Tantrums and tears can make you ‘give in’ to your child who has not developed a taste for various foods. So how can you give your child new foods without an episode of tantrums and tears? Every child is different, and they soon learn your ways of disguising the food they dislike, but if you haven’t already, try these and you might have some luck.
First thing first, always remember that your child will eventually develop a taste for a new food. Do you remember when you didn’t like the texture of avocado? How about when olives were a taste from a different planet? These foods are now part of your diet in one form or another, so one day, your child will develop a taste for them too. So try not to be too hard on them, unless it is a medical reason that they need to eat a particular food.
A generation ago, parents used to call different vegetables ‘rabbit’s food’ (carrots and salad vegetables) and ‘green spaghetti’ (shredded cabbage) to make you excited about eating vegetables. Now the more sophisticated way (maybe the more sneaky way) of getting healthy vegetables into young children, is to grate the vegetable finely and put them into a spaghetti bolgnaise sauce, cook them in rissoles or make a fried rice. Some children’s tastebuds are so sensitive, they know how to decipher the foods that they don’t like and spit out the piece of carrot or pea that was in the morsel they had been given, but most will eat those foods not even knowing that they haven been given their favorite ‘temper tantrum’ foods.
Instead of sticking to the tried and true, why not cook the food in a different way. For instance, instead of steaming vegetables, try a stir fry, cooking them on the barbecue or making a plate that looks fun – broccoli hair, peas for eyes, some corn freckles, a carrot smile and a large slice of a potato as the head. Ask your child to give their vegetable friend a name (a friend that has been mean to them in recent times) and then dare them to eat a part of them. Make it a competition (you vs them) and you’ve got your child to eat their vegetables.
You can do the same for meat as well. Instead of offering small bits of steak that are hard to chew, why not offer a meatball, Chinese beef or mince patties. Maybe offer a range of sauces that your child can dunk their small pieces of steak in for variety – ketchup, mayonnaise, plum sauce, a light mustard, gravy or a thick soy sauce. Variety can make it a whole lot more fun for a child.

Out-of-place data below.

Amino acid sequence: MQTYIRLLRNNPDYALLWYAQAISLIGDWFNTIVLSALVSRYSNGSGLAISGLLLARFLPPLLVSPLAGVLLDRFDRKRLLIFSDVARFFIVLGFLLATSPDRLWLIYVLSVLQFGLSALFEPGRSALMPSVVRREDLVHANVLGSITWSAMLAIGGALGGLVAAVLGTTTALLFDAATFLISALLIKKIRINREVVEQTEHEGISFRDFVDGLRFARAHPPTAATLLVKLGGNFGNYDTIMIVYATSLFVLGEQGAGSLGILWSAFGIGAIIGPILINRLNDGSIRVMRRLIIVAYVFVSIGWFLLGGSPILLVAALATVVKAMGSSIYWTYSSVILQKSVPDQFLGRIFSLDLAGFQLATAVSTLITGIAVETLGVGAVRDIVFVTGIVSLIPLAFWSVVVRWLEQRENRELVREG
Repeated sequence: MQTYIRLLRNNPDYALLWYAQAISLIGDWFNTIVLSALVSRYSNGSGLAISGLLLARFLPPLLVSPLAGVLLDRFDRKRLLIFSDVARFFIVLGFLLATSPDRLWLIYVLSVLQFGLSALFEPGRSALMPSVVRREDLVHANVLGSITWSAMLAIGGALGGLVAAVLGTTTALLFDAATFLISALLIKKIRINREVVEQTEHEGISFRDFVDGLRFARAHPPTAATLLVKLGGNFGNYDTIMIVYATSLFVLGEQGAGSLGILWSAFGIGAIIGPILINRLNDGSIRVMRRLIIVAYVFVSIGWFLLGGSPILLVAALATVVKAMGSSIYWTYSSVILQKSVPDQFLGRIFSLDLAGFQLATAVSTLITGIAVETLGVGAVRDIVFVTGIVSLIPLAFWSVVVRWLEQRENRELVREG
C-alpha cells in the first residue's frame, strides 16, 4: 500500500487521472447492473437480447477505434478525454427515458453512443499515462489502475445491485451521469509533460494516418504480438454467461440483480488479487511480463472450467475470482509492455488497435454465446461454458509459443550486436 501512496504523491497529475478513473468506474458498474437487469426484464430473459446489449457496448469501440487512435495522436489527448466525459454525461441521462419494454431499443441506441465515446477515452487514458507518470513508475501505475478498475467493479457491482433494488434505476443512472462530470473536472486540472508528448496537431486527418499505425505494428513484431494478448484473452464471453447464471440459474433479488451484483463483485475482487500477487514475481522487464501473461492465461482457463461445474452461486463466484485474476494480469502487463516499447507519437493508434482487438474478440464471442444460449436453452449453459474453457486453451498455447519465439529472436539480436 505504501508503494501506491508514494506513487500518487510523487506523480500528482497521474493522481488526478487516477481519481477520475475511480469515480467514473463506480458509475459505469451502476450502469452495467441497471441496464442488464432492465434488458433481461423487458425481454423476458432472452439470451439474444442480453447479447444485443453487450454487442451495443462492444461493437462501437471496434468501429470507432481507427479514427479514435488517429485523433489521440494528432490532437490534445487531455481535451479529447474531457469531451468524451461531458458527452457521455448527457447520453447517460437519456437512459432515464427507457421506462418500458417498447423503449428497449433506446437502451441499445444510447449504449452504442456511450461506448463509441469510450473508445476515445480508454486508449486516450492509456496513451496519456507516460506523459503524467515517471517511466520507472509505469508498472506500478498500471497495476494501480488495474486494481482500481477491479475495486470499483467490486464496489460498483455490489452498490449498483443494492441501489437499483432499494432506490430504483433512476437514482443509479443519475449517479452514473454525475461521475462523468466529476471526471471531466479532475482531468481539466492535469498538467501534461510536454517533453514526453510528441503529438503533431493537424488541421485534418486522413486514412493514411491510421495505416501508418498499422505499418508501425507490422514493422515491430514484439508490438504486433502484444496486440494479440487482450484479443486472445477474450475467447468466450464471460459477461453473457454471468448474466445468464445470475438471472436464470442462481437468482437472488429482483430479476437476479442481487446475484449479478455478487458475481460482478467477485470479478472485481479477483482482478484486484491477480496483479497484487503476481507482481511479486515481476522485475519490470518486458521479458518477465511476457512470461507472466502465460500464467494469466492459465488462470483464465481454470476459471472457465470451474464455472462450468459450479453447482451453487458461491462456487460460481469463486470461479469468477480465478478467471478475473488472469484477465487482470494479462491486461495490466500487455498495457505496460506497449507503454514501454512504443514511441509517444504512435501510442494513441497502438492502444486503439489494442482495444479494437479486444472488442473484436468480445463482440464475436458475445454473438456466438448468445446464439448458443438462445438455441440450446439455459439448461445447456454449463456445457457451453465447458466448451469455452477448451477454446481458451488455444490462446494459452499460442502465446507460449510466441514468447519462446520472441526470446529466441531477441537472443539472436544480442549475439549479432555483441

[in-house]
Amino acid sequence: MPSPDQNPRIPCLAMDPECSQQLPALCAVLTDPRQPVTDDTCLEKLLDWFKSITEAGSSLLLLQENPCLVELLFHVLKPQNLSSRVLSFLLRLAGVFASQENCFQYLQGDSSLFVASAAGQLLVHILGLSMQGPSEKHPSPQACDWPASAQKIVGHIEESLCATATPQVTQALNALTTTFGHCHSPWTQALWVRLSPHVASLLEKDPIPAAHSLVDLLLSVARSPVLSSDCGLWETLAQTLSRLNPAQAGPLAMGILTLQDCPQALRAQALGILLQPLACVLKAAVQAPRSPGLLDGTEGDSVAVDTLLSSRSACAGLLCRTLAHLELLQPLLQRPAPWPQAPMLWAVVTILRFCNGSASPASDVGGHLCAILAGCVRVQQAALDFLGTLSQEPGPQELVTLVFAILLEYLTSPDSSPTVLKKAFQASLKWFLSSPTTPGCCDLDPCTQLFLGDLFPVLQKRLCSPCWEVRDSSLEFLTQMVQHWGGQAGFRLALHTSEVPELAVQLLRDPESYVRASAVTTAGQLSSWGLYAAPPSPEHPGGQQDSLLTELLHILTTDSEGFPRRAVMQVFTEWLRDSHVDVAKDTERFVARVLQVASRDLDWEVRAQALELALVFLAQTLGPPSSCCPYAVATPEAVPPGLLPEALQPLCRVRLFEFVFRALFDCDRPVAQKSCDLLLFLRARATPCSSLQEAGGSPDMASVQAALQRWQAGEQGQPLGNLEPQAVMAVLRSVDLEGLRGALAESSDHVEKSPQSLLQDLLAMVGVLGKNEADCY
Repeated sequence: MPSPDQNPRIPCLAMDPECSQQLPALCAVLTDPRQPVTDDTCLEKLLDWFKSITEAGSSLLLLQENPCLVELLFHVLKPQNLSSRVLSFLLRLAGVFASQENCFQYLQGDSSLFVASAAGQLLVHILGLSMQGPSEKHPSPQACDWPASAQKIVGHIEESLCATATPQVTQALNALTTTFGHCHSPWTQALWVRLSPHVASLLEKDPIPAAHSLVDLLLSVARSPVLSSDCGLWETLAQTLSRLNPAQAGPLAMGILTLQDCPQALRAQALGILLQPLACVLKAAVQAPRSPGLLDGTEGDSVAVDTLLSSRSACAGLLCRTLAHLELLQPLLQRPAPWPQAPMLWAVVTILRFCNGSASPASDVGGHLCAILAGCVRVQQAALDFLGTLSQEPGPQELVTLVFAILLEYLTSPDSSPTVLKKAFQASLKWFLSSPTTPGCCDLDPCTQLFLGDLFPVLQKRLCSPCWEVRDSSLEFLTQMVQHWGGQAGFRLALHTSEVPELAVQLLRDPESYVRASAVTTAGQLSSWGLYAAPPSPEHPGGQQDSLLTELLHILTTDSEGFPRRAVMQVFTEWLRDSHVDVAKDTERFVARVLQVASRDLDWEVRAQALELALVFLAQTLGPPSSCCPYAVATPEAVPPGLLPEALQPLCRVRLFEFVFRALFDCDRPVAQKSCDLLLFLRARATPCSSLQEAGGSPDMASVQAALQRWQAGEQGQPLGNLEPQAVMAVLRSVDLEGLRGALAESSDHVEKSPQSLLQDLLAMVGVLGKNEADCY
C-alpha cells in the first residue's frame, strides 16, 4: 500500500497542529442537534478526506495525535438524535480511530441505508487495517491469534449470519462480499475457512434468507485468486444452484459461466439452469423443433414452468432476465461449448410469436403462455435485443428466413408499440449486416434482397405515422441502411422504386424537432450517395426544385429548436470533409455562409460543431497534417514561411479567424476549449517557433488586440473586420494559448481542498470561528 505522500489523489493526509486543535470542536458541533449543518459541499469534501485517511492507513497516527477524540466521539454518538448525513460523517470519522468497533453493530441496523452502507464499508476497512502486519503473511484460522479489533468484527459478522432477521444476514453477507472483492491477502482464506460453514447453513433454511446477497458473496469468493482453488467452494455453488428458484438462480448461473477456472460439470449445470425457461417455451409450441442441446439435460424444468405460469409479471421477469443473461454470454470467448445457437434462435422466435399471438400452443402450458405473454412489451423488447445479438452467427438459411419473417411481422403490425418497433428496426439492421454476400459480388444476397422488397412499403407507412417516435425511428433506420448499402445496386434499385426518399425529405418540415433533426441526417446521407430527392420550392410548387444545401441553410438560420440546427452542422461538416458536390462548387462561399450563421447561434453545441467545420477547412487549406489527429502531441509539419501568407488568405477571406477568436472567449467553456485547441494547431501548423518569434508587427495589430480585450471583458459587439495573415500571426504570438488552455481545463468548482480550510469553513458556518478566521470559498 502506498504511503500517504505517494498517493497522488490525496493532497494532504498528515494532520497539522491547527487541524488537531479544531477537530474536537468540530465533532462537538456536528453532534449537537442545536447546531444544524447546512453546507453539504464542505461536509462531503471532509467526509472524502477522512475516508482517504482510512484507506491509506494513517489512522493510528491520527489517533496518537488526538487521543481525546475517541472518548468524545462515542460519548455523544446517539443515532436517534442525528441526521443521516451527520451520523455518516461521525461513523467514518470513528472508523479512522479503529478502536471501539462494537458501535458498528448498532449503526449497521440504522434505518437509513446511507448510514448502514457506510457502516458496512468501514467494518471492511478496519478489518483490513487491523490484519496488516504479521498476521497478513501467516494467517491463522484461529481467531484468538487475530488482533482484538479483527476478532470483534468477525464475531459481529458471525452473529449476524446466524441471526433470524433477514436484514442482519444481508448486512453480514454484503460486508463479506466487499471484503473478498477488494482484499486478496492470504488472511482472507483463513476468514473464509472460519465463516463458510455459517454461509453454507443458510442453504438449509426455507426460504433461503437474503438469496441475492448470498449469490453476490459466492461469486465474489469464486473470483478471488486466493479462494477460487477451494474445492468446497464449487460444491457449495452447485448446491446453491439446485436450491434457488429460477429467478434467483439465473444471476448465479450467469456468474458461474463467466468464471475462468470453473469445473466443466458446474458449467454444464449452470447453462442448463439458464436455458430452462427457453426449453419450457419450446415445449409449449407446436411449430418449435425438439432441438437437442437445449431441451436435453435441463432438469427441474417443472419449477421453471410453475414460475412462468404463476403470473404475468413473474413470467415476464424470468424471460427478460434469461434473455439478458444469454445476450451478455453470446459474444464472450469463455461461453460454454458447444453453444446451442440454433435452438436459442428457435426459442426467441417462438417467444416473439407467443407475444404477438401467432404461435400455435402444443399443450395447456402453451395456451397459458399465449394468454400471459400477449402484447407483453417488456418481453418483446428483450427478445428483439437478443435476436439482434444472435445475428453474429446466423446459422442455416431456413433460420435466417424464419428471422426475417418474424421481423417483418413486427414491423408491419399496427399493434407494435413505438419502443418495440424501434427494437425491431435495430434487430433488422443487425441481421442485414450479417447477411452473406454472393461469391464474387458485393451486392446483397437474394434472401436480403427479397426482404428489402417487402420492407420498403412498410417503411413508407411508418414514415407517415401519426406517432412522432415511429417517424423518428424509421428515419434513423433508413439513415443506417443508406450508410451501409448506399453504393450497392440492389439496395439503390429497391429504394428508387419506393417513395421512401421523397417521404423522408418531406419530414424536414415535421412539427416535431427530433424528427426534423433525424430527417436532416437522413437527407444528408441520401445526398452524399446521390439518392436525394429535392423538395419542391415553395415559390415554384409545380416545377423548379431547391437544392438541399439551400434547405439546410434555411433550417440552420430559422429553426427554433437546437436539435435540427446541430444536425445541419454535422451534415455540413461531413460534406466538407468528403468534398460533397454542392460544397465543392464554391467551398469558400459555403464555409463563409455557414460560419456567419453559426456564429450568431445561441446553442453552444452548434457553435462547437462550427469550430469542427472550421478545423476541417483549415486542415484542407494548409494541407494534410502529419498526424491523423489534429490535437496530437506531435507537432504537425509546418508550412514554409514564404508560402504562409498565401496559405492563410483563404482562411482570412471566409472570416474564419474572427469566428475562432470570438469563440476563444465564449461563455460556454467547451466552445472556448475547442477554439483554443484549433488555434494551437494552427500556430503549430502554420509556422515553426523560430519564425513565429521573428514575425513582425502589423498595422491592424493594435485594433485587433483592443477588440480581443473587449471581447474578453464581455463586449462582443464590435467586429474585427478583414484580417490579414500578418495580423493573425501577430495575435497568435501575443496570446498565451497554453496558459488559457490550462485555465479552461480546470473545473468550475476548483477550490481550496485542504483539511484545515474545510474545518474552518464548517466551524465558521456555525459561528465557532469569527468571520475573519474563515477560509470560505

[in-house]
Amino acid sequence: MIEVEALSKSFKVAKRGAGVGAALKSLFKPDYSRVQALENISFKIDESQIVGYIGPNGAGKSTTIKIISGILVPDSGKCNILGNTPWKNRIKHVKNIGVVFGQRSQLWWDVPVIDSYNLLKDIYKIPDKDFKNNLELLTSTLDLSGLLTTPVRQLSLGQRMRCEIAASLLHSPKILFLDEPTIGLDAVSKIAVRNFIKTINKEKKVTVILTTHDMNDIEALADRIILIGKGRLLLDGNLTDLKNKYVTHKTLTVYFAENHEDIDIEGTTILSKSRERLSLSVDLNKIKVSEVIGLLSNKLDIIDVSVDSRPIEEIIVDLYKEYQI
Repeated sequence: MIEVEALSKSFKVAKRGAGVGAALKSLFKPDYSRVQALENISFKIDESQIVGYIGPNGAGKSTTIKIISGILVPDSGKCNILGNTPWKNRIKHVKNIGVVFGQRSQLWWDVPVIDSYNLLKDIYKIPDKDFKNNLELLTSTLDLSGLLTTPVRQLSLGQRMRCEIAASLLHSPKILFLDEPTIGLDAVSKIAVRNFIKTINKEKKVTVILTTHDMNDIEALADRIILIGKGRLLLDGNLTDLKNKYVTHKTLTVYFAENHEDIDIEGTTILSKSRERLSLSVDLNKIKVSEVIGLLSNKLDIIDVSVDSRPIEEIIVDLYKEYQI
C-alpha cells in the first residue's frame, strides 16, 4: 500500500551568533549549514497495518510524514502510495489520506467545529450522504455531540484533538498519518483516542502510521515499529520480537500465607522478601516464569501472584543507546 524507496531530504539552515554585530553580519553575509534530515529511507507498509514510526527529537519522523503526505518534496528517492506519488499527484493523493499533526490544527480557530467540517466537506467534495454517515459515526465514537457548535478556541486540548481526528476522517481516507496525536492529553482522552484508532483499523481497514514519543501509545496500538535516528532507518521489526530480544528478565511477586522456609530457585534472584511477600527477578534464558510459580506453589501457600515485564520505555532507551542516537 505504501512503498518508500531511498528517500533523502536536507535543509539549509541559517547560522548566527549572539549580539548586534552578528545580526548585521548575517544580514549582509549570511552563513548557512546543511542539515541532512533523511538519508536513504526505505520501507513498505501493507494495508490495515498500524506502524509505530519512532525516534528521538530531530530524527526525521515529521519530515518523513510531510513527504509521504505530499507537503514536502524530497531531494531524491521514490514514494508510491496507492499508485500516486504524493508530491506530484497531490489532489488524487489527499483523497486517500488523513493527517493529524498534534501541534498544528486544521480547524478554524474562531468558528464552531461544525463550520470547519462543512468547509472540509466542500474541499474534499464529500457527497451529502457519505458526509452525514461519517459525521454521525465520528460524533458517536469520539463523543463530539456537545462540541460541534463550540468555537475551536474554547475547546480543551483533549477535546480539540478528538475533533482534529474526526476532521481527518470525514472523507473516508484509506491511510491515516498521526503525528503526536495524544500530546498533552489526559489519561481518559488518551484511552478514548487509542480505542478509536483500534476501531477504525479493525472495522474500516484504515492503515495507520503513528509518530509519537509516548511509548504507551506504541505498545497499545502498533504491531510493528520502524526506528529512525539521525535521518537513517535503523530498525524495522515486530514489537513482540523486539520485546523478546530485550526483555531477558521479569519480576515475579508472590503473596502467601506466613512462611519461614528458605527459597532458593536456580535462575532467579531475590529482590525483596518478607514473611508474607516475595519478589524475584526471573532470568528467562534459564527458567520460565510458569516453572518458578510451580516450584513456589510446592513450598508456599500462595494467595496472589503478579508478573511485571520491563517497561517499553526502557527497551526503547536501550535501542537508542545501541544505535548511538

If getting calcium into your child in the form of dairy is your issue, think outside the square. Put cheese in an omelet, make pancakes (milk is the main ingredient if you make them from scratch), put natural yogurt or evaporative milk in their dinner to make a creamy pasta sauce, melt cheese on some toast or maybe mix cheese in with some baked beans. And if your child has a sweet tooth, why not try a Sipahh Straw with different flavors including chocolate, strawberry, cookies & cream and/or, banana. It’s like a milkshake without the excess calories and sugar content.
Fruit salad is a great alternative for your child not wanting to eat a whole piece of fruit. Add a bit of ice-cream to make it feel like a treat. Make a fruit kebab that looks like a rocket ship and get the ‘rocket ship’ to enter the ‘black hole’ (your mouth). Add some yogurt for dipping.
If you eat the right foods, your children will soon follow. They won’t question it because the right foods (fruit, vegetables, dairy, meat, eggs, bread, pasta, rice, legumes, water) are part of your everyday life. The key is balance and moderation. Know what your children like, and feed them those right foods all the time until they start to show signs of ‘food’ boredom, then introduce ones they previously didn’t like again to them. They most likely will have developed a new sense of taste for that new food and it can now be part of your regular diet. Before you know it, your picky child will be an angel.